I've been inspired.  I decided at the beginning of 2015 that this was the year that I'd really get back into voice over, and that I was not going to slack off anymore; aside from my day job I'm also a husband and a father of two very young high-energy boys.  I really don't have time to even slack off come to think of it, but with voice over I've been kicking the can around long enough to realize that I can make something out of this.  Through independent research and listening to the wise folks that have been doing this for a long time, I've come to grasp the notion that this just isn't all about recording reads and sounding good, but it's about running a business.  Scary, but I'm accepting the challenge.  So what brings me here, to this blog page?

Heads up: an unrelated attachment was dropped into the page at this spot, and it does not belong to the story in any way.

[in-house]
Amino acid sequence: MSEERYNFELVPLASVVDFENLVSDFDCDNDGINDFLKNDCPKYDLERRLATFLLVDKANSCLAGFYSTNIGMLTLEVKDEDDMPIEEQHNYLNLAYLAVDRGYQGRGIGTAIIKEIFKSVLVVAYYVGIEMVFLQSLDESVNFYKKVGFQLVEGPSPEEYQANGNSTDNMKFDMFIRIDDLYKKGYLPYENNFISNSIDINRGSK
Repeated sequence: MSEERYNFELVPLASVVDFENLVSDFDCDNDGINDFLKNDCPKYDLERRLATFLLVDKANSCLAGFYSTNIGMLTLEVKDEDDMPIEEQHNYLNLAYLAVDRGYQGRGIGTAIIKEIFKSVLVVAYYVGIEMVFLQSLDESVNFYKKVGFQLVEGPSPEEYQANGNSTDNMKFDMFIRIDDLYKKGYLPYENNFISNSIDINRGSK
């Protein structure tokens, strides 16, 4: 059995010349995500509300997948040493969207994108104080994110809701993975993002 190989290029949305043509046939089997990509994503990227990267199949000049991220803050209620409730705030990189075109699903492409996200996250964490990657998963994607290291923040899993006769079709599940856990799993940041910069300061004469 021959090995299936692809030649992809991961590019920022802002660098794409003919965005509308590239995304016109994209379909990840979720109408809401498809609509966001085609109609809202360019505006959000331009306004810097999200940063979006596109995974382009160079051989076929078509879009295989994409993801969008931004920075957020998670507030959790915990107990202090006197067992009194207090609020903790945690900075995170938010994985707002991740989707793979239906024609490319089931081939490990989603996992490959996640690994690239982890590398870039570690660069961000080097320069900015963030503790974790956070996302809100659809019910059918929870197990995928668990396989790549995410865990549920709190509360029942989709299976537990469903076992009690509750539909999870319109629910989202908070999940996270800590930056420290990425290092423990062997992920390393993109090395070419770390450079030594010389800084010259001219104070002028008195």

I first would like to thank the well known talent/coach/instructor +Joe Loesch.  I attended a webinar he conducted through Edge Studio last night on the subject of Marketing, specifically first impressions and how your website represents you.  So, how does my website represent me?  Take a look here at my webpage.  That's all it is, one single webpage - a "landing page" as some may refer to it in web parlance.  I wanted to keep it simple and have everything that you need to know about me on one single scroll-able area.  Granted, I do have links to my G+ page, profile, an email hyperlink, and yes my rate sheet is also linked from my page as well.  It's got a couple of simple colors; red, gray, blue, and I found a cool looking cork-board background wallpaper to help you imagine that you're seeing my add at the laundromat/supermarket community board/college dorm/FBI wanted poster wall, wherever you'd find a cork board with local small businesses doing the old school advertising.  I'm going for that down-to-earth familiarity - the honest, laid back, everyday man (hey, I didn't make that up - those descriptions were from my coaches when I got started).  You be the judge though as my demo and a couple of samples of work I've done are on my page as well.  The rub is if you run an Apple based browser e.g. Safari on your iPhone you'll miss out because my demos are on a customized flash based player (thanks for shutting that out, Apple). Nevertheless, it's something I'll be looking to fix, but in the interim hear me out on my Soundcloud page. Oh, and my site doesn't have a mobile version of itself either - something else on the to-do list.